In what has become common practice—arguably reaching something of a zenith with Christian Marclay’s 2010 video The Clock—Pascual Sisto built part of his recent site-specific video installation, Monument Valley (2014), around the seamless editing of preexisting footage. In a 26-minute loop, he portrayed the space of Monument Valley, one of the most iconic and reproduced landscapes of the American West, from its depiction in video games, commercials and films both popular (Easy Rider, Forrest Gump) and esoteric (Koyaanisqatsi).
The video was projected over the entire 33-foot-long wall of 5 Car Garage (which, as its name suggests, happens to be a renovated carport at a private home off an alley in Santa Monica) as a centerpiece for the rest of the installation. The video moves briskly through appropriated shots of rugged sienna spires and majestic emptiness in a feat of filmic spatial condensation, collapsing not only the immensity of Monument Valley’s landscape with montage that quickly traverses numerous perspectives, but also the long history of the site’s cinematic representation. However, while an actor may appear in the frame or the original source of a scene may be recognizable, for the most part, only traces of the initial narratives remain.
As with Marclay’s Clock, the approach brings the submerged, often half-consciously noted details of a film or other moving image to the fore—in Sisto’s case, it’s a literal transfer of background to foreground. Marclay’s video becomes a mechanism from which its viewer can tell real time, but the objective of Sisto’s work seems more diffuse.
Three smaller videos, which played simultaneously on flat-screen monitors placed against the same wall as the larger projection, provided some clue. One of them, a kind of extended car “commercial,” was generated digitally by Sisto from a 3-D model of a Nissan SUV. The SUV’s surface and interior have a mirrored finish that reflects the environment through which it moves—a desert, itself borrowed from the background of a PlayStation game that uses images of Monument Valley. This contrasted well with an accompanying video of oblique close-ups of horses’ forlorn-looking faces and quivering limbs shot against a green screen. The awkward angles and animate force of the horses’ bodies countered the slick, untethered mobility of the SUV, while the green screen signaled the ability to repurpose the images of the animals elsewhere. Both videos imply varying states of simulation as well as calling attention to two great emblems of the West: the steed and the automobile.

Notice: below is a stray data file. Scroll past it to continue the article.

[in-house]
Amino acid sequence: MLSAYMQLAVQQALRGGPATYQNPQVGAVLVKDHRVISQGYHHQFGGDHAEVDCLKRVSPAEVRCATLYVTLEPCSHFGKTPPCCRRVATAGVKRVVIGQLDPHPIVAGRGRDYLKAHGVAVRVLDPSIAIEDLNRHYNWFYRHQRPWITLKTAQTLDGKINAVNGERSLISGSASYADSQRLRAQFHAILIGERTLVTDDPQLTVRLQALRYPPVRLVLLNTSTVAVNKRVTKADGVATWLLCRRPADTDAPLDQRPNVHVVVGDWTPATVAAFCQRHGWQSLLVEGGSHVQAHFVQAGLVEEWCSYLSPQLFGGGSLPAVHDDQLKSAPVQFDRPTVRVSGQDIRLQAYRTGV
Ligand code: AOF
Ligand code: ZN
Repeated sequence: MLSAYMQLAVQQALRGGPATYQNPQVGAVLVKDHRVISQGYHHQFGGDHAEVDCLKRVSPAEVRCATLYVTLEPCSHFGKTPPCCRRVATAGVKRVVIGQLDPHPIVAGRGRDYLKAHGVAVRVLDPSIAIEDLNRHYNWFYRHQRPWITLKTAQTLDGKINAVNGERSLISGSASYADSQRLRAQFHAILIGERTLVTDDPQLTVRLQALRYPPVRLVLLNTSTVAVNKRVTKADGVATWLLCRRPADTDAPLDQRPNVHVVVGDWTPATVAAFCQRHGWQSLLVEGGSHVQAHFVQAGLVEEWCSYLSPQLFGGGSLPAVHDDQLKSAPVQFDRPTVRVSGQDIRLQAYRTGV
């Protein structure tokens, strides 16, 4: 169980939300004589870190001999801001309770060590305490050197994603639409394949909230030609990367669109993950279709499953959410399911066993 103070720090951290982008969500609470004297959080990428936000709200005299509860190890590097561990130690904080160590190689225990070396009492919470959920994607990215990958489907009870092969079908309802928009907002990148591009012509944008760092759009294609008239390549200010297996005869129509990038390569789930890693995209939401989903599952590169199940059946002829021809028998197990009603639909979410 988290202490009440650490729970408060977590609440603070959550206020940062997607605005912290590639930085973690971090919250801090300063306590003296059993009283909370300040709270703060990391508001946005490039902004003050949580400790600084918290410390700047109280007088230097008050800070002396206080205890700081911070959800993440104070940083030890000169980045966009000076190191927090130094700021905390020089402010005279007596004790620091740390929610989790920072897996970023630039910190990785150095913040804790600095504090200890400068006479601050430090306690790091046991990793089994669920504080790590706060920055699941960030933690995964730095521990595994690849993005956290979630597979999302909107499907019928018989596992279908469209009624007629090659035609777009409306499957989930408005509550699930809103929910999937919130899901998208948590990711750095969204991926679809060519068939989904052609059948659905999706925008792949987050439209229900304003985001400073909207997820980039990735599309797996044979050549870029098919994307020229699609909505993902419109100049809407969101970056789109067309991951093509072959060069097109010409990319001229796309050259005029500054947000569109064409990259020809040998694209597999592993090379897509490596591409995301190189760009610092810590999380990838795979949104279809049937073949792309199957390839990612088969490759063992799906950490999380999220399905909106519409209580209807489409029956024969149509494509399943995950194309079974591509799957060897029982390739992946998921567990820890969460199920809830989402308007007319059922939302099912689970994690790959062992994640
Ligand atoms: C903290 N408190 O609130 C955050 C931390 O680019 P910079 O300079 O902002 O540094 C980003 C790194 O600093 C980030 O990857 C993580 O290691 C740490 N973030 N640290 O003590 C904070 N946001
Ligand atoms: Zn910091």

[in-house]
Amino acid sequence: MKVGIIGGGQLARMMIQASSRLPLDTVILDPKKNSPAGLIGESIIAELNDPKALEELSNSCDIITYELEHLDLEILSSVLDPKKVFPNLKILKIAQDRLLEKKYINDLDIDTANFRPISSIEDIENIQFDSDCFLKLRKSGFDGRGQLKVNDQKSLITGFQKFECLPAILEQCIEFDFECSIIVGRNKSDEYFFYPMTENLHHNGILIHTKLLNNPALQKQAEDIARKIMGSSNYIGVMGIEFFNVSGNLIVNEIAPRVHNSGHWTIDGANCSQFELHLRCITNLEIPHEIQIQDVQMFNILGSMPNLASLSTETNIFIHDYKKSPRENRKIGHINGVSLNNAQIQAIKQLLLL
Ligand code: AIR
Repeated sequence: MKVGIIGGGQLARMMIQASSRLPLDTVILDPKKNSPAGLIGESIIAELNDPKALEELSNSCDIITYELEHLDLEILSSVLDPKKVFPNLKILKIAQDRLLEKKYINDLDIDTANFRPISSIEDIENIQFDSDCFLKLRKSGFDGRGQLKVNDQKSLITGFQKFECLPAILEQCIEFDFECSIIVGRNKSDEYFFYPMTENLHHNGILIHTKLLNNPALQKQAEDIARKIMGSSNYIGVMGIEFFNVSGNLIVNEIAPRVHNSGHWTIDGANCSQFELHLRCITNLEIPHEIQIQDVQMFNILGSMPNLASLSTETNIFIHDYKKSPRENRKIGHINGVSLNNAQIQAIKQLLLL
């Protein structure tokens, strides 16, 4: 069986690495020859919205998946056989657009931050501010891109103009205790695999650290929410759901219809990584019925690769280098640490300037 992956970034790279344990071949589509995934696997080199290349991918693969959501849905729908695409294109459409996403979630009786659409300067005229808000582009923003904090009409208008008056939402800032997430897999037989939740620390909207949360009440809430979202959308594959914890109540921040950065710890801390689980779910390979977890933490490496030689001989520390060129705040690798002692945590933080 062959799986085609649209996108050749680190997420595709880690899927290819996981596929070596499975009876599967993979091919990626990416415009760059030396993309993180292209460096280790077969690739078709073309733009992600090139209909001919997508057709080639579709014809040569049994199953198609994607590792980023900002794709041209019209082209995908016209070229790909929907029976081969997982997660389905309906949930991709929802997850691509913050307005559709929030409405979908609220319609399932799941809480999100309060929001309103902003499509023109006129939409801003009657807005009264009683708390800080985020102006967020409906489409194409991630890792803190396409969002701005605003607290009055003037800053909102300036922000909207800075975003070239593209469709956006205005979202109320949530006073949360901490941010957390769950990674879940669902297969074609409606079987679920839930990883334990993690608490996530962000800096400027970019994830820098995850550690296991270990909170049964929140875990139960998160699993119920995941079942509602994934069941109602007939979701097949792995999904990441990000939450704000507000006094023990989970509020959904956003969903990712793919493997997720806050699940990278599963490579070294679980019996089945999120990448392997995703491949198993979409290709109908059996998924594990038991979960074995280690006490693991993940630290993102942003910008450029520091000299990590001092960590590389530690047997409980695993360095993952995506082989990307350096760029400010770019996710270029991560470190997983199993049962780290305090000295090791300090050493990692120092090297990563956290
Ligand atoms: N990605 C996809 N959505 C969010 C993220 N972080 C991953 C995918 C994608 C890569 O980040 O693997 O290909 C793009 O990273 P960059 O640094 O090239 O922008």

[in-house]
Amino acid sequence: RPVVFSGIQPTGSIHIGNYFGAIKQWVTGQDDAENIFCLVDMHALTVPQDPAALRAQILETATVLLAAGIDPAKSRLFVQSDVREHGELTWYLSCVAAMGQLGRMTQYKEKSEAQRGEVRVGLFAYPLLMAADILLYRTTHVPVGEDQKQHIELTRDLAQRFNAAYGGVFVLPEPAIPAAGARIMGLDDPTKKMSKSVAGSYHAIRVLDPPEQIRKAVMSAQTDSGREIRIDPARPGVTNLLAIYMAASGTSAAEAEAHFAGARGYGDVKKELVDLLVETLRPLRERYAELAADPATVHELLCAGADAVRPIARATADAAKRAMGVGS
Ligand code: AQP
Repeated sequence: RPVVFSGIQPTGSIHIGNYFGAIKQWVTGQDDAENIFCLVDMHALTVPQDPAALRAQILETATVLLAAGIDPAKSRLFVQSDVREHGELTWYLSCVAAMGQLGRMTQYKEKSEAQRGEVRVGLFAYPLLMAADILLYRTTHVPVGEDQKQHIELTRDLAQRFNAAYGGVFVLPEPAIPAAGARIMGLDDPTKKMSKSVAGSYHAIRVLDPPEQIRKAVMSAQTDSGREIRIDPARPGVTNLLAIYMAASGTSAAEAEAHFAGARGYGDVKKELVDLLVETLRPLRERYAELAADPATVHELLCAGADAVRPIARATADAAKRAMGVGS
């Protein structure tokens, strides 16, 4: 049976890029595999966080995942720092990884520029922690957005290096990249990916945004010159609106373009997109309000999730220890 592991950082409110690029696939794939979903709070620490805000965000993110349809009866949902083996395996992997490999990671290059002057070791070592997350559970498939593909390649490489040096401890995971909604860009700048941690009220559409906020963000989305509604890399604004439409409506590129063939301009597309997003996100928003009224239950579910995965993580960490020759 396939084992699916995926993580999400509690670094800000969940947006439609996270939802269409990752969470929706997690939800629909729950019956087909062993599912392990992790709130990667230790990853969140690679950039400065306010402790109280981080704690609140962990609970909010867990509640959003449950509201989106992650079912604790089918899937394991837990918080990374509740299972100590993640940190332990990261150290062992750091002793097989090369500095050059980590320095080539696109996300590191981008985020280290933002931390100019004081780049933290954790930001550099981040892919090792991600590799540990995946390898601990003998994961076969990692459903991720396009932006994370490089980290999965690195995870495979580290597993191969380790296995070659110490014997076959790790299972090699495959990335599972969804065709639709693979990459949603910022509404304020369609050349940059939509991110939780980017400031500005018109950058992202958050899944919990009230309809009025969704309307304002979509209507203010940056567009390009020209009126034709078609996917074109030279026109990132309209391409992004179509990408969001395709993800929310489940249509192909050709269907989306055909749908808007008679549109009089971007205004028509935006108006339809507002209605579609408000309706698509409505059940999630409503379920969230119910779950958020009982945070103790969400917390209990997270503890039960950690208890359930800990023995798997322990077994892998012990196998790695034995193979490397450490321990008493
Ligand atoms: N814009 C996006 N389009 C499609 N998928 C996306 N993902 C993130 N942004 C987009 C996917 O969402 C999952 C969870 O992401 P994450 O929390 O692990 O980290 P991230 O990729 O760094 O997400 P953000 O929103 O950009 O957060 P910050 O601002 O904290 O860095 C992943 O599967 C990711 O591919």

The third video, which was positioned apart from the other two, presents static, surveillance-style shots of tourists encountering Monument Valley from National Park viewing stations. Sisto surreptitiously captures people meeting the sublime scenery. Sometimes an individual just takes a glance before walking away; in other shots, families touchingly gaze together for a long time. In this context, though, the viewer wonders what exactly these people are seeing. Does a site like Monument Valley resist the residue of the many images of itself that are revealed in the larger projection? Or does the actual place become a type of composite between its mediated representation and its firsthand reality?
These sorts of questions about place are classic tropes in Southern California, especially. But Sisto, who is Spanish and based in Los Angeles, knows how to shape an environment that is seductive and immersive enough so that such inquiries again feel relevant.